Professor Westbrook Exhibits at Wonzimer Gallery in Los Angeles

Pencil drawing of various abstract flower and plant forms

Professor Natalie Westbrook‘s work is included in the group exhibition “Hungry Dog // Chopped Liver” on view at Wonzimer Gallery in Los Angeles January 17 through February 7.

Upon first glance, the show’s title, “Hungry Dog // Chopped Liver,” presents as a dialectic; however, as one begins to parse out the two phrases: the first coming from the maxim “hungry dogs run faster” and the second from the rhetorical question “what am I, chopped liver?” the relationship between the two becomes murkier. These expressions are not so much in opposition to each other as they are two sides of the same coin, two means to the same end. A hungry dog runs faster when promised or rather, taunted, with the possibility of food. To be the chopped liver in that Yiddish-esque turn of phrase is to be excluded, brushed aside. While the “dog” is compelled by a desire to reach some goal, the “I” of the latter expression is driven out of a fear of being left out. What the subjects of these expressions then share is a vulnerability in their explicit pursuit of recognition and inclusion, a vulnerability that can be all to easily exploited by the hierarchy of the “Artworld.”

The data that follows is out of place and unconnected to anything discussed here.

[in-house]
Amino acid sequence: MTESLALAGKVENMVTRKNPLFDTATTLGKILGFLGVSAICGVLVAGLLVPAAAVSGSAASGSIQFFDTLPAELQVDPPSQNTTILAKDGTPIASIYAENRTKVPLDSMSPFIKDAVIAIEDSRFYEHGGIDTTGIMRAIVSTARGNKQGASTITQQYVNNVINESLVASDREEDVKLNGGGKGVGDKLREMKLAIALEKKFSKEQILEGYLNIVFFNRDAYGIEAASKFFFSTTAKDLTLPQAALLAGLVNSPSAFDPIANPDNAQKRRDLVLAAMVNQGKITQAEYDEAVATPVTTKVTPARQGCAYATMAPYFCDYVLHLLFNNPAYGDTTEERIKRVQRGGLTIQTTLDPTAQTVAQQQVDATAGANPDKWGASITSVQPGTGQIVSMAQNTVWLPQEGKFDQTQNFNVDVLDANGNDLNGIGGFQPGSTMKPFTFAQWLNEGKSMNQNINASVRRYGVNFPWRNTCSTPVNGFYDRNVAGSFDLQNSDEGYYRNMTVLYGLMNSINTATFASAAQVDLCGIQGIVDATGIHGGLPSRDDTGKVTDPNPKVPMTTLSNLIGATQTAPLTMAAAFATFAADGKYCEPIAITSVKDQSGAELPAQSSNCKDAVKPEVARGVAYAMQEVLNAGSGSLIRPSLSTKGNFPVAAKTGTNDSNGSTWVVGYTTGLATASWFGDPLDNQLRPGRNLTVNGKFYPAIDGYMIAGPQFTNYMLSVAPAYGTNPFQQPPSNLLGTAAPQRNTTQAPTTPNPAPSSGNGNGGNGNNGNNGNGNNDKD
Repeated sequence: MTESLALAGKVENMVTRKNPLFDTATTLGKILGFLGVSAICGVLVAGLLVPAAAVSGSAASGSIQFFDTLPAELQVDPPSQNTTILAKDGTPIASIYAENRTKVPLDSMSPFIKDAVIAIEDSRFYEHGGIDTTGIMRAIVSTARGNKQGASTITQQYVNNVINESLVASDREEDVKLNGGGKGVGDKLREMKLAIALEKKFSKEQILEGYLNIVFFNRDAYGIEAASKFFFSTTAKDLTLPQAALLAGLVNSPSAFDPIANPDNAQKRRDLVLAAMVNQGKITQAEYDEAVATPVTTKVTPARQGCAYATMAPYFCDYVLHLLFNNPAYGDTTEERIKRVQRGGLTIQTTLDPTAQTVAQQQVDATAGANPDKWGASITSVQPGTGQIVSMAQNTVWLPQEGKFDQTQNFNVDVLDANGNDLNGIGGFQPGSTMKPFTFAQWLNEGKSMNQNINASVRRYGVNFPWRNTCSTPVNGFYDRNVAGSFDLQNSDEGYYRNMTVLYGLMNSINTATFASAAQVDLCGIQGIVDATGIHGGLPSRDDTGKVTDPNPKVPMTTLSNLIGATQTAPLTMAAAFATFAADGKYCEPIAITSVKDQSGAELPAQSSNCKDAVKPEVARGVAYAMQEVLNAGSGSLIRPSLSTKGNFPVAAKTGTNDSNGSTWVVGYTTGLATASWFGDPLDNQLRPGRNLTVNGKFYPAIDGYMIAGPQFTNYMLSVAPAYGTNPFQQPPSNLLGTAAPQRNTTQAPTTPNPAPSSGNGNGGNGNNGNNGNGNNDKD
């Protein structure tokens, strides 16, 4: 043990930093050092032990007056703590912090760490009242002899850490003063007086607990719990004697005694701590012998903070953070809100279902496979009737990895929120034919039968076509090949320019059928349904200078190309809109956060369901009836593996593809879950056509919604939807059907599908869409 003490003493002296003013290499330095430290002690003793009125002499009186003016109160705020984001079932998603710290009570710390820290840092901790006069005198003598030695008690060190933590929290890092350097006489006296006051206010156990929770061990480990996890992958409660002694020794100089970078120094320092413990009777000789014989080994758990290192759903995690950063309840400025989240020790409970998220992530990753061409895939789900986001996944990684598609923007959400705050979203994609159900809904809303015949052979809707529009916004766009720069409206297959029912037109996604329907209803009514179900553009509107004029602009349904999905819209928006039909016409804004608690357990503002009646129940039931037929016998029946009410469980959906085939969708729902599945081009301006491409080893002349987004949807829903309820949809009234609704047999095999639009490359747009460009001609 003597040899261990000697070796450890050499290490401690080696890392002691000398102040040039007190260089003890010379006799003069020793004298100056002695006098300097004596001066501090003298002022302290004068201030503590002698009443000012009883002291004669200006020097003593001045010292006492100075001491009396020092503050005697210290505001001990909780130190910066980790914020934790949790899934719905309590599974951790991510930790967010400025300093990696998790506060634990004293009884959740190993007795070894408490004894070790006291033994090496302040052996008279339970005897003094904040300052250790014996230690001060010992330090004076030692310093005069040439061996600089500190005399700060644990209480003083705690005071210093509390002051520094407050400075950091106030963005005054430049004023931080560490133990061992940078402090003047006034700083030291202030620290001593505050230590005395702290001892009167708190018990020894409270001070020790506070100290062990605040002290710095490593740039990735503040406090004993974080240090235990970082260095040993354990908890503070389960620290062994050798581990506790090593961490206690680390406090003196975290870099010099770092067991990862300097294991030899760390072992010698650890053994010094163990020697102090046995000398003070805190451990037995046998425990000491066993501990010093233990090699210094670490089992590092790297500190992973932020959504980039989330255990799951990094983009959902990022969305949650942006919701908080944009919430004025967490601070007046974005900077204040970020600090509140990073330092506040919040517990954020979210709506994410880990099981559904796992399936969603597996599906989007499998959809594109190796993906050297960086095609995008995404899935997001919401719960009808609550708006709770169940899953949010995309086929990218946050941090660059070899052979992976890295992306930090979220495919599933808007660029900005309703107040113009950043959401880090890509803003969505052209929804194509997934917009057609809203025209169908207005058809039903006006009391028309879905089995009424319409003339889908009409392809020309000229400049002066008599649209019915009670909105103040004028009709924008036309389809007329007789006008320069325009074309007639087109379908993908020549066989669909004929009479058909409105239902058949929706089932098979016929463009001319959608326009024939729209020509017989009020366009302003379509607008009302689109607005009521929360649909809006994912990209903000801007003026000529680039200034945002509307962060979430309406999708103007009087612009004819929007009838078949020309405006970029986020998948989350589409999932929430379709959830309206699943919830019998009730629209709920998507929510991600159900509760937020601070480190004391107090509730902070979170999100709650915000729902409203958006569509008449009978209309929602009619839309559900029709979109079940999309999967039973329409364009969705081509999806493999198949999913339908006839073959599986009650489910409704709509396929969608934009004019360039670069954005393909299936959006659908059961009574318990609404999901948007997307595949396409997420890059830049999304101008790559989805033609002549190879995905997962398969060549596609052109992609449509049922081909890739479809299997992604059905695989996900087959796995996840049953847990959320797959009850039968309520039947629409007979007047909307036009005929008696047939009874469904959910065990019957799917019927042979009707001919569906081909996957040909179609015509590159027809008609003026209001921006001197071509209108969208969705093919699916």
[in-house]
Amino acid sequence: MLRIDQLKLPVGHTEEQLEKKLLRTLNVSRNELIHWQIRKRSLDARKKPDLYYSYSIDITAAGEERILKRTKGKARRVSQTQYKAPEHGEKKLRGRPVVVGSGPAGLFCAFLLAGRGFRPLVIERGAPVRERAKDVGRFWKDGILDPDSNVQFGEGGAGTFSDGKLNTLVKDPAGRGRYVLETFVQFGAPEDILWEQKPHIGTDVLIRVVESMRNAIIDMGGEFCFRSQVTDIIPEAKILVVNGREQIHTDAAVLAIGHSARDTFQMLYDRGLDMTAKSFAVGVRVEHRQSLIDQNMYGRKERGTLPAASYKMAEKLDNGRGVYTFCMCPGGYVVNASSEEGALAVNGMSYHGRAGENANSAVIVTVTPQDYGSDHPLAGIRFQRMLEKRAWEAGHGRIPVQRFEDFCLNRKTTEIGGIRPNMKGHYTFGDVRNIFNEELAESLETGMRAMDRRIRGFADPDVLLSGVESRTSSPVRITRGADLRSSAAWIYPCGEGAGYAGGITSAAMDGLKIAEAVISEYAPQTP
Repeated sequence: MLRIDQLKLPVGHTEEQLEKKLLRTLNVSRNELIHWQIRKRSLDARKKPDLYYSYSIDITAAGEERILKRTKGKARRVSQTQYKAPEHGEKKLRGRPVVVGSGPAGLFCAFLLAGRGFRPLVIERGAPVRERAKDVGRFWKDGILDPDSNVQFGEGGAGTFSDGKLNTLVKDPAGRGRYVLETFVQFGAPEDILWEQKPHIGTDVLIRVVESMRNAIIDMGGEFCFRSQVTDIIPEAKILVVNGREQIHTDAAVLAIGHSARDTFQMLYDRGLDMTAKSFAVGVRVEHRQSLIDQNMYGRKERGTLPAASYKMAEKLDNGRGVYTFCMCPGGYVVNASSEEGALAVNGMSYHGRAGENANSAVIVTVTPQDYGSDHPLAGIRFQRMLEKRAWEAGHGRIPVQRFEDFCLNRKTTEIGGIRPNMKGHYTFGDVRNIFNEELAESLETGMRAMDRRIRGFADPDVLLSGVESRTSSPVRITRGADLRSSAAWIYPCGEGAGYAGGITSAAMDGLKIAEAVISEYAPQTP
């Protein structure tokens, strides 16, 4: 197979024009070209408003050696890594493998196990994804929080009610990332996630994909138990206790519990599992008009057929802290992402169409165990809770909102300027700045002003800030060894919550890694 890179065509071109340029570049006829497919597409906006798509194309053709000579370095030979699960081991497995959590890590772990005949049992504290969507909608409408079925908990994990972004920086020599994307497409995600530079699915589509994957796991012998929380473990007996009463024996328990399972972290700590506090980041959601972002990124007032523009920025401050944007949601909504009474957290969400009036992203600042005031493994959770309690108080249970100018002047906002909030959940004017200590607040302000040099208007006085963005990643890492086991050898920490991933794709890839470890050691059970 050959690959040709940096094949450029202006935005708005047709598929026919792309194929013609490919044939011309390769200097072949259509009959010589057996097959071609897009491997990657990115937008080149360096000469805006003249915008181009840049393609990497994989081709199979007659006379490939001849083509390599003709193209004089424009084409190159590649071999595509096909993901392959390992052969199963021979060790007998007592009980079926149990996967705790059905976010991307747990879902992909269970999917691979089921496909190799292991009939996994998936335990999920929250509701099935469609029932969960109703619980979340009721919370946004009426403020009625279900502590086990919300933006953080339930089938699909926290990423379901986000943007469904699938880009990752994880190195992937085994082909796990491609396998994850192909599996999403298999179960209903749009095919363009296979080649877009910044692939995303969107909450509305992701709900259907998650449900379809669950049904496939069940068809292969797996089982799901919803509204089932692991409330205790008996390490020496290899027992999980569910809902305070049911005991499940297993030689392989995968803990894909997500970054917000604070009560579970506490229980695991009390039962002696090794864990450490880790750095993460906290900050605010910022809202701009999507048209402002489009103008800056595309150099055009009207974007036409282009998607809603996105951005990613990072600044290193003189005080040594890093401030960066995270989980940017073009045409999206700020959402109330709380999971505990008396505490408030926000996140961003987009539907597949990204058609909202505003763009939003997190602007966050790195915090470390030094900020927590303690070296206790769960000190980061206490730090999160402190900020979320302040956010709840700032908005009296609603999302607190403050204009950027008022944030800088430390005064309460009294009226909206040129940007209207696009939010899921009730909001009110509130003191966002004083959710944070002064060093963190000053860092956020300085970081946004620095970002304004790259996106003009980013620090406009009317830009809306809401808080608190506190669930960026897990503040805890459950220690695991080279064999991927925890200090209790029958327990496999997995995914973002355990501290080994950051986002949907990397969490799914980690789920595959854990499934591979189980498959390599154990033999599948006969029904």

Amidst the institutionalization and formalization of the Los Angeles art community, the artists in this show are expressing their vulnerability simply by supporting one another in an increasingly cutthroat art scene. In an art world that incentivizes competition and backstabbing among young artists, like a dog eating chopped liver, “Hungry Dog // Chopped Liver” instead displays a sense of unity and mutual encouragement.

Exhibition website